2014 November

Construction worker shortage increasing liability risks of contractors and owners

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by Bill Kenealy (reprinted from Business & Insurance – see link following for more info)

NASHVILLE, Tennessee — As a global trend toward urbanization and large infrastructure projects looks to spike demand for services in the coming decades, the construction industry is at a crossroads.

While the industry has benefitted from a raft of advances in building design and technology, it still needs to address lingering concerns about labor shortages and construction defects. The recession decimated the construction industry and thinned the ranks of skilled workers, and worries persist about whether there are enough workers to go around as the industry’s workload scales up, experts say.

“You need the right people for the right job,” said Timothy R. Kania, New York-based senior vice president for energy and construction with Liberty International Underwriters. “So you have to be concerned about the qualifications of the people executing the job.”

Many in the industry express concern about the implications of the labor shortage for worker safety.

David B. Walls, Dallas-based president and CEO of Austin Industries, said the issue of worker safety became an overriding passion for him early in his career after the father of an inexperienced worker who was killed on a jobsite Mr. Walls was overseeing confronted him with the words, “ “Why did you kill my son?’ “

“The good news is that the construction industry has continued to improve its safety record over the last few years,” Mr. Walls said earlier this month at the International Risk Management Institute Inc.’s 34th Construction Risk Conference in Nashville, Tennessee. “The bad news is that it is, according to the Bureau of Labor Statistics, still the worst of any industry.”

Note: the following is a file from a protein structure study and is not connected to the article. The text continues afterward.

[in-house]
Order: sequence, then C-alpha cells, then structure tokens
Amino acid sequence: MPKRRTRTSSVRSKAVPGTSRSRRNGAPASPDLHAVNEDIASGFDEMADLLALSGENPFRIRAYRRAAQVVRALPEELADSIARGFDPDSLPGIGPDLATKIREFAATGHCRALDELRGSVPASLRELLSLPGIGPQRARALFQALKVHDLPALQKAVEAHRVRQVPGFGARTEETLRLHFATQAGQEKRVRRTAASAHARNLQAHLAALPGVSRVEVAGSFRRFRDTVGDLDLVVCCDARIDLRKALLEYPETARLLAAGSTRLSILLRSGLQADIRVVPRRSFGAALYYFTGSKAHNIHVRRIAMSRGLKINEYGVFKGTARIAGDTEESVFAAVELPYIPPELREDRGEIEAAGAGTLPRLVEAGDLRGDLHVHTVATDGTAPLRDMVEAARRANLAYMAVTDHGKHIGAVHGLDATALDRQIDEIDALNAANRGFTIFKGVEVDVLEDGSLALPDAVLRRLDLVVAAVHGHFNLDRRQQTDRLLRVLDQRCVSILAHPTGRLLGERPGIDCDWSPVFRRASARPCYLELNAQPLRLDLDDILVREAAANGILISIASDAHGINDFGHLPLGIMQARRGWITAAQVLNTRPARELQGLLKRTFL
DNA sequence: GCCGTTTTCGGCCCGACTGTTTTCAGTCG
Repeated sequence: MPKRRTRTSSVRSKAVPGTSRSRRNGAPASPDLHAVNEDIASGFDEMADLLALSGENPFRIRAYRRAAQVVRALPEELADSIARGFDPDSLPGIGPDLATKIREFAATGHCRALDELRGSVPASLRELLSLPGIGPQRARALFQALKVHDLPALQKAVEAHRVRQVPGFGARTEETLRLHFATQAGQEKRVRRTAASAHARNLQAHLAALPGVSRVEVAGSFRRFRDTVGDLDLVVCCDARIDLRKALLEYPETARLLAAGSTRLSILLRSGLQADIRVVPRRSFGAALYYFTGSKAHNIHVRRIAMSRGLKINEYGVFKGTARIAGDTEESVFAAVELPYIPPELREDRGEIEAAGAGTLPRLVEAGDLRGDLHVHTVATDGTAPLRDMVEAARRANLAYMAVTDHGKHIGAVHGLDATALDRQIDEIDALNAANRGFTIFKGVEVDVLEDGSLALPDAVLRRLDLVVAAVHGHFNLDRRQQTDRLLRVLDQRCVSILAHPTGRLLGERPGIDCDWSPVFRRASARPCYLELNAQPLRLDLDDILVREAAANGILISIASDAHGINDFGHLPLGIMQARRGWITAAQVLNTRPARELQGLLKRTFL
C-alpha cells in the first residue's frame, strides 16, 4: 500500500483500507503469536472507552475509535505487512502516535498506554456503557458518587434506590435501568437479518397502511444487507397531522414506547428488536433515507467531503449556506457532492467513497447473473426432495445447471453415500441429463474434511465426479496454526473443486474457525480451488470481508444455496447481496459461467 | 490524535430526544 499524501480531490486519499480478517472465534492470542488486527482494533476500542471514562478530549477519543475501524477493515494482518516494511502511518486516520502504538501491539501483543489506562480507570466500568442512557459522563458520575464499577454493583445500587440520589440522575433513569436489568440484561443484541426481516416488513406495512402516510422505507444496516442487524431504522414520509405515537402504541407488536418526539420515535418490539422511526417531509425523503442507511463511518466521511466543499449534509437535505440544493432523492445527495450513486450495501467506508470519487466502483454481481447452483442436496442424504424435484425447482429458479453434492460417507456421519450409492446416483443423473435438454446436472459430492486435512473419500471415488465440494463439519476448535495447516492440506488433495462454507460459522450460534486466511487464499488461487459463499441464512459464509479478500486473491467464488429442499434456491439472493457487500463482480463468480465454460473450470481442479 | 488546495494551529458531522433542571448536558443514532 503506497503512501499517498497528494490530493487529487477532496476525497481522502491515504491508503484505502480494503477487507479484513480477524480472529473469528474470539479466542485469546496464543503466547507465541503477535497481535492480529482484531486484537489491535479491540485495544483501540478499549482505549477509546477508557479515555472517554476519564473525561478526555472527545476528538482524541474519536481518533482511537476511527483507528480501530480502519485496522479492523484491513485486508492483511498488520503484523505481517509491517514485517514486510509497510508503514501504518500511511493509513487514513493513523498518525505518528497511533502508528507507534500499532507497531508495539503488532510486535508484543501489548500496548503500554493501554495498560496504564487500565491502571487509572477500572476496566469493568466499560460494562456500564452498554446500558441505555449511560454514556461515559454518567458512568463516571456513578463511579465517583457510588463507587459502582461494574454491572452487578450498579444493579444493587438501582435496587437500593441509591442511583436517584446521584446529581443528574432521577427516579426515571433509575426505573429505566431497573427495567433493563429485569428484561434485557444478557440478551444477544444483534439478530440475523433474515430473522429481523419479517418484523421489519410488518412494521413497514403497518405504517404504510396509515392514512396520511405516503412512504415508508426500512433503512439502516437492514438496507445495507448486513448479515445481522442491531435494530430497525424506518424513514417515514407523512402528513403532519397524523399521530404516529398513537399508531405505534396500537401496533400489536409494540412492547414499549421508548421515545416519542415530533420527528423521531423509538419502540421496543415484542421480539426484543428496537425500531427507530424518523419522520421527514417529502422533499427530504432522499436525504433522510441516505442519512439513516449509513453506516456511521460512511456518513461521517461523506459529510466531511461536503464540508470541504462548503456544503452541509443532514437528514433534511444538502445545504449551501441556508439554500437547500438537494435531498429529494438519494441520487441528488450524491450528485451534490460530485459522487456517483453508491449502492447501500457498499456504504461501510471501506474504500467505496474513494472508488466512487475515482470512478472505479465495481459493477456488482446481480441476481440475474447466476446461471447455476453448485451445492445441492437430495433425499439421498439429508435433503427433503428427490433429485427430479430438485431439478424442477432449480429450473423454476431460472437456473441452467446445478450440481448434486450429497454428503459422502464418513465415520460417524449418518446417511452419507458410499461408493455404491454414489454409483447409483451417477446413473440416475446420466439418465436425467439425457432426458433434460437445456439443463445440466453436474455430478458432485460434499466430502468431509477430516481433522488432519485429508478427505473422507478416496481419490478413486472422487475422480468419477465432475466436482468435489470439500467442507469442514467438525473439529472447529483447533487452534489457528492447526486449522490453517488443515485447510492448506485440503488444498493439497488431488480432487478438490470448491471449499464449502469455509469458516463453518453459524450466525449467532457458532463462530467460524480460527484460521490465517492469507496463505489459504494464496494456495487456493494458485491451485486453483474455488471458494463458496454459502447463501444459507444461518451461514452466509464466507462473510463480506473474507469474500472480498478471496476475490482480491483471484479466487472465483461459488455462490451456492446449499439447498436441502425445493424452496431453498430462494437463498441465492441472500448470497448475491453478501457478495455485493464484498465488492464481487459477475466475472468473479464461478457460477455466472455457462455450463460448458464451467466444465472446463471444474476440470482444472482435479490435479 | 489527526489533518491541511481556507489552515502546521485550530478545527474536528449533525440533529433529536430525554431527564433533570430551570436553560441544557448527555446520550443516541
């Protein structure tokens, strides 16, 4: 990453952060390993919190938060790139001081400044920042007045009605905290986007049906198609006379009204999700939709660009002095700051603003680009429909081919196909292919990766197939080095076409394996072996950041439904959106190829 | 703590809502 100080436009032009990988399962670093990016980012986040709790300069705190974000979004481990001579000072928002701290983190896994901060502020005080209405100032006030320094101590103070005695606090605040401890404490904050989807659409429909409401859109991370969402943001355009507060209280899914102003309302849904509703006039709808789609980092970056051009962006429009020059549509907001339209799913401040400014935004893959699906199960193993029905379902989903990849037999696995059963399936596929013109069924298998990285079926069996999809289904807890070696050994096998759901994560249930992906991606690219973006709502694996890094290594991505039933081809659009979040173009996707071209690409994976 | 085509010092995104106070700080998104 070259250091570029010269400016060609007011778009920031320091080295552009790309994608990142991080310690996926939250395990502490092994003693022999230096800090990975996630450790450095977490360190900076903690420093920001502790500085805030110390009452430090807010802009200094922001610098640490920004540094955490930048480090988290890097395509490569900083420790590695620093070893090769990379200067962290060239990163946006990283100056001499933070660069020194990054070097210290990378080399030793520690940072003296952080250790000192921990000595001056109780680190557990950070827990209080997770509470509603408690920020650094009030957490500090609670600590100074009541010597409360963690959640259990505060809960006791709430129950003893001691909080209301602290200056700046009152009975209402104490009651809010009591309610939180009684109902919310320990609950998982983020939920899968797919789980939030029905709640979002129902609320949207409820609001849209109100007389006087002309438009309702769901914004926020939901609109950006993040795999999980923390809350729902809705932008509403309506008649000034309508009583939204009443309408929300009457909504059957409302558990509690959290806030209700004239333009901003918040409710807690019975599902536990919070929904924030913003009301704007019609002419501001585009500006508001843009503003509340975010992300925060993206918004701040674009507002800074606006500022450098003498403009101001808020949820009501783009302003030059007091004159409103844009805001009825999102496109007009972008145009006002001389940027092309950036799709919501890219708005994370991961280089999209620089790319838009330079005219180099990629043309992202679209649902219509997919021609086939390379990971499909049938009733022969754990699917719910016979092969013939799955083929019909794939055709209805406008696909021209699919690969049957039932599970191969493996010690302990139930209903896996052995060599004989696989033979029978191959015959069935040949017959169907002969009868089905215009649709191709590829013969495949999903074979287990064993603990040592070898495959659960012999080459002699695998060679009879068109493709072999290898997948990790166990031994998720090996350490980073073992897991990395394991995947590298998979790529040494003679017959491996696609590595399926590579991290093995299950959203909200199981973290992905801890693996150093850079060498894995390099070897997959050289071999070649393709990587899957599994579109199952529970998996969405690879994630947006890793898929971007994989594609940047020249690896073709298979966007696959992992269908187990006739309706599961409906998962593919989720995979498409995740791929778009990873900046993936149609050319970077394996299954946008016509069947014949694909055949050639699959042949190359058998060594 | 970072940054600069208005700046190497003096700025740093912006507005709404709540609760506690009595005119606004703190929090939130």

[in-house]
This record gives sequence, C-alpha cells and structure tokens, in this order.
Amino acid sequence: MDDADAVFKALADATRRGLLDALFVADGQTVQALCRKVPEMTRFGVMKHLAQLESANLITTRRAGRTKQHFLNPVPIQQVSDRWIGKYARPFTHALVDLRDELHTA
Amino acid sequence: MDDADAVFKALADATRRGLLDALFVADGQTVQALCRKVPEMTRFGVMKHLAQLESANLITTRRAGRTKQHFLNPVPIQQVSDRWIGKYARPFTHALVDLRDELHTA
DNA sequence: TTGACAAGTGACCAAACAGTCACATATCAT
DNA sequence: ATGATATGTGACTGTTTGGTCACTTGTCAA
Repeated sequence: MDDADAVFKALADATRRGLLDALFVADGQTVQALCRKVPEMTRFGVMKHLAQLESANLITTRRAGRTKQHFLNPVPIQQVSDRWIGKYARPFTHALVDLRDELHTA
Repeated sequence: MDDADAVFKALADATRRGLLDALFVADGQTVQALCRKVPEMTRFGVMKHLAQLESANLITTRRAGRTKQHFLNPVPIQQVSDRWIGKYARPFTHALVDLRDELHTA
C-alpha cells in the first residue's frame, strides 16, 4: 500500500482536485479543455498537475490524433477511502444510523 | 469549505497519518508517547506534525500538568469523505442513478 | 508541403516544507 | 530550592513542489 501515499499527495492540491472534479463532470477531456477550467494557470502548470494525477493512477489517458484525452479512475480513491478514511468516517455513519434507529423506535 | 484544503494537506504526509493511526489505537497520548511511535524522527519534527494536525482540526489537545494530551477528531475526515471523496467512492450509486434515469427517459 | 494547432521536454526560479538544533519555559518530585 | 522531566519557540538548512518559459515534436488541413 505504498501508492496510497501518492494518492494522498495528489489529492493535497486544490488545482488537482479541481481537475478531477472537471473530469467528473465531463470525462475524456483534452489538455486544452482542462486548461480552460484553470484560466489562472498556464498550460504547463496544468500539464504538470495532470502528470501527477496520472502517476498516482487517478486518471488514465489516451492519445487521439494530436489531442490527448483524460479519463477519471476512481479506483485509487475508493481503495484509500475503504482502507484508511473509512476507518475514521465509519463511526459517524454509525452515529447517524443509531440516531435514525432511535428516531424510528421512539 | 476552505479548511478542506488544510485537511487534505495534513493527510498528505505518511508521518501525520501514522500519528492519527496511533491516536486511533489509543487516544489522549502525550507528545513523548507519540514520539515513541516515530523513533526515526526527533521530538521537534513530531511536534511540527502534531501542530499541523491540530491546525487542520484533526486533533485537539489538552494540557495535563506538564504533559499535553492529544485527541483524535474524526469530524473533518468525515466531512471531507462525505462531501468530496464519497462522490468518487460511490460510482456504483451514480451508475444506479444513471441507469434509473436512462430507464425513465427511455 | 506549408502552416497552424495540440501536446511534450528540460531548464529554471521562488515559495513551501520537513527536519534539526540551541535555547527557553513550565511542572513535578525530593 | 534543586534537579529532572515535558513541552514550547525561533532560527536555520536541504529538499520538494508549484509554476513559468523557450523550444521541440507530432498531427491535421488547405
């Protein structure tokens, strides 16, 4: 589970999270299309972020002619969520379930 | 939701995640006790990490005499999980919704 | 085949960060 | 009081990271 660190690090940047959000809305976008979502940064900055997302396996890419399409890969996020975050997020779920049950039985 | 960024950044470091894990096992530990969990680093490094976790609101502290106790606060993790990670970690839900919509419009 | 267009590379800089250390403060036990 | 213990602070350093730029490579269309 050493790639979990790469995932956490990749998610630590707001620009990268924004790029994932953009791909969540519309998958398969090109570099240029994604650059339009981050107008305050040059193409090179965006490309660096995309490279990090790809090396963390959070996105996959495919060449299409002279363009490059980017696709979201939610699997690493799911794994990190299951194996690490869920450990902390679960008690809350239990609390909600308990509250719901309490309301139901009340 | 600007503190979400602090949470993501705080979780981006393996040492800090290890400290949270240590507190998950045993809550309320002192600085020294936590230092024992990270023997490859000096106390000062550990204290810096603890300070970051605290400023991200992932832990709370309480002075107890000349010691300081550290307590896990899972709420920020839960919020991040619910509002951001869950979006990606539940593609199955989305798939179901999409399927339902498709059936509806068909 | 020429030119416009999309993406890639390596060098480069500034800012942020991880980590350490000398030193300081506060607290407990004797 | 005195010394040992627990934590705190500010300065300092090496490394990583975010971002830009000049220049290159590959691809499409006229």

In addition to implementing best practices to avoid common jobsite accidents such as falls and electrocution, a world-class safety regimen must value people and be effectively communicated at all levels of an enterprise, Mr. Walls said.

“Leadership is the weakness when it comes to safety at constructions firms,” Mr. Walls said. “Most companies nail the structural processes for safety, but forget about the leadership.”

Bill Noonan, New York-based vice president of risk management at construction services provider Structure Tone, agreed that effective communication is vital to worker safety.

“The only thing worse than not having a safety program is having one that nobody pays attention to,” Mr. Noonan said. “You get the behavior you tolerate, so you have to have employee buy-in from the start.”

Effective communication is critical when dealing with subcontractors, Mr. Noonan said, adding that to be truly effective, risk managers need to move beyond email exchanges and insist on face-to-face meetings with the people on their jobsites.

“I think town hall meetings are extremely important,” Mr. Noonan said. “It’s important that we invite subcontractors in to talk to us instead of just firing off a letter.”

Likewise, Frank Keres, Chicago-based risk manager with Clune Construction Co., said safety and risk management are inherently linked.

“I can’t be a risk manager unless I’m the safety guy,” he said. “So, if you are a risk manager, you have to be out in the field.”

Moreover, risk managers need to leverage the expertise of their insurers to ensure they get the proper coverage.

“When it comes to worker safety, the broker/agent might be the most important person we have,” Mr. Keres said. “They can be a true intermediary and smooth communication between a contractor and underwriter.”